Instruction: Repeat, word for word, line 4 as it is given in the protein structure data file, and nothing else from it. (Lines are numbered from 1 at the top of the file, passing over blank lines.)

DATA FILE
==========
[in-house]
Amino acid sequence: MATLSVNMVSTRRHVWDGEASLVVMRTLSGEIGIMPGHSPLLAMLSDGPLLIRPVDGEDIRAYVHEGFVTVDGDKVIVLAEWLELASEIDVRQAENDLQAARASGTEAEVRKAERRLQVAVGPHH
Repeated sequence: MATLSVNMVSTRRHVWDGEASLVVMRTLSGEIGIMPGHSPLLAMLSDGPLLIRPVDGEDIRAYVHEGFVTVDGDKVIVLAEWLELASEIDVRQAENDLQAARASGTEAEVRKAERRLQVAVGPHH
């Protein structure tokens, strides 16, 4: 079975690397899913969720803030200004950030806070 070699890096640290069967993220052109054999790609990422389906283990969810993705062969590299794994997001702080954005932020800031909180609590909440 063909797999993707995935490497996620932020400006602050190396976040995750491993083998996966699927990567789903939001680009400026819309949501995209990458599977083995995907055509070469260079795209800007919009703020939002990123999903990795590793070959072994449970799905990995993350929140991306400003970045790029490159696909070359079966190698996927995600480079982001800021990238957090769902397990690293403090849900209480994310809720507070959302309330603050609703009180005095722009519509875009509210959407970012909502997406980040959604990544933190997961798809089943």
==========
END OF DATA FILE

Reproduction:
């Protein structure tokens, strides 16, 4: 079975690397899913969720803030200004950030806070 070699890096640290069967993220052109054999790609990422389906283990969810993705062969590299794994997001702080954005932020800031909180609590909440 063909797999993707995935490497996620932020400006602050190396976040995750491993083998996966699927990567789903939001680009400026819309949501995209990458599977083995995907055509070469260079795209800007919009703020939002990123999903990795590793070959072994449970799905990995993350929140991306400003970045790029490159696909070359079966190698996927995600480079982001800021990238957090769902397990690293403090849900209480994310809720507070959302309330603050609703009180005095722009519509875009509210959407970012909502997406980040959604990544933190997961798809089943």